Reviewing the history of Ebert

By David Combest

April 17, 2013

It is late at night. Outside the rain is hammering against my window and I am in front of the soft blue hush of my laptop screen, looking up videos of a T.V. show I used to watch in the 90’s. The name of the show is “The Critic”, which follows a short, plump and hilarious film critic named Jay Sherman (played by Jon Lovitz). To my excitement YouTube has every episode, including the pilot!  To my surprise and excitement, one of the first episodes to come up guest-starred Gene Siskel and Roger Ebert.

Roger Ebert, the man who could make or break a film with his signature thumbs-up, thumbs-down. He needs no introduction.  His fame was and is a juggernaut that will always have its imprint on the film-criticism industry. Because of his impressive presence even after his death, I felt like Ebert was haunting me, eerily enough because I was assigned to write an article on some of his most thoughtful reviews and some of my personal favorites.  So, now you may be wondering: Is this reporter going to review a master reviewer? Yes, Yes I am.

How could I review someone who is so well respected, so honored, so dedicated. This dedication to film criticism is evident when Ebert incorporated his voice into his personal computer speech program so he could continue to communicate his reviews to the film critic community and audiences. I decided to choose a few reviews of my favorite movies, I was happy to see Ebert and I saw eye-to-eye on these films in the same range of their art, but we took different approaches when reviewing them.

The first film is by Jim Jarmusch entitled “Coffee and Cigarettes.” Jarmusch is often seen as a minimalist filmmaker. His films seem to be more character based than plot based, this is expressed very well in “Coffee and Cigarettes.” I was attracted to this film because I am a huge Tom Waits fan; to my joy not only did I love the Tom Waits vignette, but the entire film! The film follows a series of people having strange conversations over coffee while smoking cigarettes.

What this film does masterfully is draw the viewer into the film-noir aspect, achieved by the white and black filter and manipulations of shadows that keep you hanging on every word that is spoken. By the time the vignette ends and it’s on to the next scene, you feel as if you’ve had a wonderful conversation. Ebert enjoyed this film as well and he found it to be somewhat close to the reality of your average coffee break, commenting that it would be strange conversations you’d overhear at a Starbucks. Ebert sees the film as something that shows human nature in compacted form. I can see this; I think that it does show the wide range of topics people discuss in day-to-day life.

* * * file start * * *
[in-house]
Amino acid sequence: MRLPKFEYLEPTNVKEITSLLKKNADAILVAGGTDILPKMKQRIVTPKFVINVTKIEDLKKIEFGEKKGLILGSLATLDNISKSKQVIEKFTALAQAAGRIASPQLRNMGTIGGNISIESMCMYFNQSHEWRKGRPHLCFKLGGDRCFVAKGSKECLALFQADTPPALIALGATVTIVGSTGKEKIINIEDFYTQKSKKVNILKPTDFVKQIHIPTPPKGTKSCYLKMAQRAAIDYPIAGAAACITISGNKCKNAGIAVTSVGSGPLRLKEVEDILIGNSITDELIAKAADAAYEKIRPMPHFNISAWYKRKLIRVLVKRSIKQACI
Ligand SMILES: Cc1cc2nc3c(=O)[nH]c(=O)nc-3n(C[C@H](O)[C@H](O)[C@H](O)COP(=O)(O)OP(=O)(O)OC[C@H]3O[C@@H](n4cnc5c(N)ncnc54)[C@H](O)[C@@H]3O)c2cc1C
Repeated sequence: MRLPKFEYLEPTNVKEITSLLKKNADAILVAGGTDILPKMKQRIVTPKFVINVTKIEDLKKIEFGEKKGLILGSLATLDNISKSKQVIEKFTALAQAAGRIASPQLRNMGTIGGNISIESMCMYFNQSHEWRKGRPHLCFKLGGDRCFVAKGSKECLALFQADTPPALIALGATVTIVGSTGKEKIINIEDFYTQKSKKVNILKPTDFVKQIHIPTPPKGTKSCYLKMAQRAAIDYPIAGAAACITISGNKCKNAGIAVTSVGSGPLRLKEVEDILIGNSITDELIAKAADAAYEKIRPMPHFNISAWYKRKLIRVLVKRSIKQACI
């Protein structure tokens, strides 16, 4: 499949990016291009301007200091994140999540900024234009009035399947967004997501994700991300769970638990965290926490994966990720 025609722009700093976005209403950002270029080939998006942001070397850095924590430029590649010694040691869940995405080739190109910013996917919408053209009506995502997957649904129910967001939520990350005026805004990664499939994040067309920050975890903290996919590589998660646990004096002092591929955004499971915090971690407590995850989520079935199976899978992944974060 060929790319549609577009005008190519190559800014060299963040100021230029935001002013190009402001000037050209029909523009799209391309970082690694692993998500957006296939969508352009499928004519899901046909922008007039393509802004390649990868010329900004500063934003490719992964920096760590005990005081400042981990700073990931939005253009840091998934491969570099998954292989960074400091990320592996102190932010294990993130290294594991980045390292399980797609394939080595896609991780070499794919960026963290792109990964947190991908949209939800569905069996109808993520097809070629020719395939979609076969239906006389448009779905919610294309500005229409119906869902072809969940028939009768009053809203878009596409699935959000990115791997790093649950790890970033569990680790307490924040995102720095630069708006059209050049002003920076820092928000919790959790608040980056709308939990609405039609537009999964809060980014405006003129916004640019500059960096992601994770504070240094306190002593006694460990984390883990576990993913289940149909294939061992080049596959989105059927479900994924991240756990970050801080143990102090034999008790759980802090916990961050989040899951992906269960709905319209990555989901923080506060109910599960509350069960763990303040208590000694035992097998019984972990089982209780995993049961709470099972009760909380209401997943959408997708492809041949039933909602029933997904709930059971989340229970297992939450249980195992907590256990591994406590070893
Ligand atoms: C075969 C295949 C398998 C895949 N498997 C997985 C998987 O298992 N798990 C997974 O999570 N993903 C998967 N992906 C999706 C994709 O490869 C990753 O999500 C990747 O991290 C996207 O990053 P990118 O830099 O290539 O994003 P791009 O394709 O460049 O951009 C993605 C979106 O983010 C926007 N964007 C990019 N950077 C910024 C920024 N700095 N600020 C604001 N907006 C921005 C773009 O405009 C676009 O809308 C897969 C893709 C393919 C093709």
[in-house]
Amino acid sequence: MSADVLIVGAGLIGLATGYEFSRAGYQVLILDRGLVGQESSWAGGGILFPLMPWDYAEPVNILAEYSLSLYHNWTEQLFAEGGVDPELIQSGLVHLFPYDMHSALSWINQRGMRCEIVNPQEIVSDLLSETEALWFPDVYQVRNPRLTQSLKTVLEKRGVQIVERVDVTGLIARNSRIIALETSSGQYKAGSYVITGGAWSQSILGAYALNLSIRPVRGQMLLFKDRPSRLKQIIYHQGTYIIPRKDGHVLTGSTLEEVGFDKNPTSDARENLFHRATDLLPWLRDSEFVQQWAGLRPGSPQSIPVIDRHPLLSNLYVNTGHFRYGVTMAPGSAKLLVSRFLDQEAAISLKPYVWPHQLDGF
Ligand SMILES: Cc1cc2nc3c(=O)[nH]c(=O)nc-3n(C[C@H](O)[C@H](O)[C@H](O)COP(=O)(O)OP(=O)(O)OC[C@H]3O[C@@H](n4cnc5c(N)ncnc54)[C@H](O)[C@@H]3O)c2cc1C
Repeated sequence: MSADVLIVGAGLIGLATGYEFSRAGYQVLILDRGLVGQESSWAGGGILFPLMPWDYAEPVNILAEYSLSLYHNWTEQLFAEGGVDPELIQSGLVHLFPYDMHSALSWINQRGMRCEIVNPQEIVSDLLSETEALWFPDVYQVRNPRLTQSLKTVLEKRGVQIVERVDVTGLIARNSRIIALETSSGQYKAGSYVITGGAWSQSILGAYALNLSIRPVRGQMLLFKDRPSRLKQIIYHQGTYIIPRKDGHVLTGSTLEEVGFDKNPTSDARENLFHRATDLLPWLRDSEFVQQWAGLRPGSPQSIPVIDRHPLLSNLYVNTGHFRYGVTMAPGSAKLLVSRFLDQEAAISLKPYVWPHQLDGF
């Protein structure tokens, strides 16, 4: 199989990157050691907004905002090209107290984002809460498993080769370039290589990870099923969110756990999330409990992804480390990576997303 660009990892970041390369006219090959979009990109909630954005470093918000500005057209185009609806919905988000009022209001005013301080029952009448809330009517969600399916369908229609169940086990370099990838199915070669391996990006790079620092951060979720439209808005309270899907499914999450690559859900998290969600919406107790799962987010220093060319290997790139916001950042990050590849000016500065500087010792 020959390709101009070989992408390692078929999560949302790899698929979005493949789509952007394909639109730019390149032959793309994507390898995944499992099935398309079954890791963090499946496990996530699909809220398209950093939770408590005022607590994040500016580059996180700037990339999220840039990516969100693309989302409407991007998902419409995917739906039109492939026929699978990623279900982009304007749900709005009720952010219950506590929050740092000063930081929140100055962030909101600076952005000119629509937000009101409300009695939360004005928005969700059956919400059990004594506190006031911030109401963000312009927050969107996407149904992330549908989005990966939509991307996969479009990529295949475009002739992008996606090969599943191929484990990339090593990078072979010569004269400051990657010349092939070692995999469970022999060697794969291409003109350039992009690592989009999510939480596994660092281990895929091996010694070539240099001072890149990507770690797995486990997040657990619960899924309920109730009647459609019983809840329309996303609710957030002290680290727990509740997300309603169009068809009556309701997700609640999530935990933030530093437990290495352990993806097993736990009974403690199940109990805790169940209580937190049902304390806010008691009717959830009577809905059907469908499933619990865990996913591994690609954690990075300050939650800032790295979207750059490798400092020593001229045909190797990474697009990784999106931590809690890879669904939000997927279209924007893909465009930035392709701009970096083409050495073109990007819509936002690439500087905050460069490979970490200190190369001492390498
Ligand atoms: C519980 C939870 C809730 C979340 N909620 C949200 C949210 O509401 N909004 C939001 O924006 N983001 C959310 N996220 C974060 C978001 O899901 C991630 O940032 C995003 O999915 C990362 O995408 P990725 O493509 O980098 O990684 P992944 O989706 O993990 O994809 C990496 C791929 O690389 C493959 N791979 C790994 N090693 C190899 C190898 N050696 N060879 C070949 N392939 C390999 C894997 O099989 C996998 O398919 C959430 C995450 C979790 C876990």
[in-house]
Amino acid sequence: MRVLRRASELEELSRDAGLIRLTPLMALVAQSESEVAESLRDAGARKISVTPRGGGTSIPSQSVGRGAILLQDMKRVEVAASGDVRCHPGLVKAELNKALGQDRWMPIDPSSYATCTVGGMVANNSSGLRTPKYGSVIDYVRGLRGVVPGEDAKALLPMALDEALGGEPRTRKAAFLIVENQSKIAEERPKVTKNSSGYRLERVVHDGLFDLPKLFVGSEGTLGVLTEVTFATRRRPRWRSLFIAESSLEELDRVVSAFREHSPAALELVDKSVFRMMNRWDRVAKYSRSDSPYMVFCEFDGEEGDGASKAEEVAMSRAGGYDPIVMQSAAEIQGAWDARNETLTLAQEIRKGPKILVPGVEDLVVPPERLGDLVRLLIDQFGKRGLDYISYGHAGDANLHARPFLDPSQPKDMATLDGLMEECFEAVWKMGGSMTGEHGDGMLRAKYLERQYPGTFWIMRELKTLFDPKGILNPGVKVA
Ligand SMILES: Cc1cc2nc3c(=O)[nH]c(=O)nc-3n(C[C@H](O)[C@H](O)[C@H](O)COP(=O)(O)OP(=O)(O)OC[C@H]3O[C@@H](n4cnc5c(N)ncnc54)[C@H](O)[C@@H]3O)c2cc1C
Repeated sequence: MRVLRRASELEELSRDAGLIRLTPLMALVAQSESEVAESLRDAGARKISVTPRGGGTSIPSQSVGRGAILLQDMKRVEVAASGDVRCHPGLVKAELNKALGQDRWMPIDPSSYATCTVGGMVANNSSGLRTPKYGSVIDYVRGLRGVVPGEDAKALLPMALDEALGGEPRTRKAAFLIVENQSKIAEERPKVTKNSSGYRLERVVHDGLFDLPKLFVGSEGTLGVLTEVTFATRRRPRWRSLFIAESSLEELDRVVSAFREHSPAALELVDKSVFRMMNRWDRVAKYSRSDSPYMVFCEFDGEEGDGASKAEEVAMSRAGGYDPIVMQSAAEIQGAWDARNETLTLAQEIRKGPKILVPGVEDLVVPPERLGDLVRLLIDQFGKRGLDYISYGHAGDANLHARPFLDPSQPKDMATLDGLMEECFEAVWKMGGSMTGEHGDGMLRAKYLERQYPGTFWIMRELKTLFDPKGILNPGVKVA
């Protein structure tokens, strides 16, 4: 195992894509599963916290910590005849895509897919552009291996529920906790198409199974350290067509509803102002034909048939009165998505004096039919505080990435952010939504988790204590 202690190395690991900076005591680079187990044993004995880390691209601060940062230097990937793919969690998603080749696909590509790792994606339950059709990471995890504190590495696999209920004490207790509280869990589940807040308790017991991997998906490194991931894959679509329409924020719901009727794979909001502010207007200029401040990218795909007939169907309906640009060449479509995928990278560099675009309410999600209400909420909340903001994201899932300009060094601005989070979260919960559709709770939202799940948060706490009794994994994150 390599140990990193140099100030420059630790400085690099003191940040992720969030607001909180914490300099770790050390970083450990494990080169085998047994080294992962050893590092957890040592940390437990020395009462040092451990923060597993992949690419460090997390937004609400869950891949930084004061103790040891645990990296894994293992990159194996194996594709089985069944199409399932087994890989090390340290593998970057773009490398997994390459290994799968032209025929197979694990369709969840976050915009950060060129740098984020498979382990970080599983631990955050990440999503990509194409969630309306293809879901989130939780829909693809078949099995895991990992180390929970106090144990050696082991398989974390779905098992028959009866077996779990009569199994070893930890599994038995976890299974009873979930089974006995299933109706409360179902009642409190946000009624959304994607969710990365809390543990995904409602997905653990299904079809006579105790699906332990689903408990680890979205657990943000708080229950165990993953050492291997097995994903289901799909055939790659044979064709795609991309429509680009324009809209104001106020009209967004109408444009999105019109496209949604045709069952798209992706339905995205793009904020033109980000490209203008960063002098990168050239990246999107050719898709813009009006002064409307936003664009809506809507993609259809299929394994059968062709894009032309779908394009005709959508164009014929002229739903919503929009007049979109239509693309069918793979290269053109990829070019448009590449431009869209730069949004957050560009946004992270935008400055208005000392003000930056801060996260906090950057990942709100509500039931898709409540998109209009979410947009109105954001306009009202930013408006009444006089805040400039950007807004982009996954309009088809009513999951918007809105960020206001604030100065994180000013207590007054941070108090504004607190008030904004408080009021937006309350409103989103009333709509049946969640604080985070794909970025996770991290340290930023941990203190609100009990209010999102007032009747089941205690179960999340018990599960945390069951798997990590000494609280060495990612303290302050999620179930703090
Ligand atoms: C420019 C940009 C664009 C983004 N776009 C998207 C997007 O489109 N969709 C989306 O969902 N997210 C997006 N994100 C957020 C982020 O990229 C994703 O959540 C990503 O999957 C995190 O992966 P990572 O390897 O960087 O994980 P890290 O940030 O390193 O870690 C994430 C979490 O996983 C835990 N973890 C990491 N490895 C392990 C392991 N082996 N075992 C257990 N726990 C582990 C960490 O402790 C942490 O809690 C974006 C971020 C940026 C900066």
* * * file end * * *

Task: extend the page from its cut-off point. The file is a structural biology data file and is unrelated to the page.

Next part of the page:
The second film I looked up was “Dark City,” a neo-noir science fiction film. This film follows a man who wakes up without his memory and is accused of murder. This city is filled with shadows because the sun never comes up, the man uses those shadows to hide from the police and discover who The Strangers are, the sense of government that runs the city naturalistically, like a maze.  Ebert and I both enjoy the film and I agree with his applause for the visual aspect of the film. “Dark City” has powerful scenes that create a world of sinister intent and yet, beauty. Ebert brings up a strange theme stating, The movie is a glorious marriage of existential dread and slam-bang action.” I personally saw the film as a message of hope, a rally for society to change the norms, in short the complete opposite of existentialism. Still, I am happy that Ebert saw the importance of visuals in this film.

The final film is “My Dinner with Andre.” It follows playwright Wallace Shawn and famous theatre director Andre Gregory as they break bread and discuss a whole range of philosophical topics and viewpoints. Ebert and I agree that this film is devoid of clichés. We both realize that this film is odd, yet charming and very engaging. The secret to this film, in my opinion, is that you lose yourself in the conversation. Ebert and I both agree that Wally takes a more realistic approach where Andre is more concerned with transcendent ideas and philosophies.

Roger Ebert and I do not see eye-to-eye on many films, even the ones we both like, we take different viewpoints on the films, but I respect his style. He knew the context of a film. Often, Ebert would review films compared to their genre i.e. “Hellboy” compared to “The Punisher.” I respect this approach; he knew that films in the same genre where produced in different ways. He appealed to many moviegoers and had something to say on every genre. It was clear he loved cinema and had an eye for it. And now that Ebert’s gone, he’s enjoying one of his favorite films, “Citizen Kane,” with Gene Siskel somewhere out there.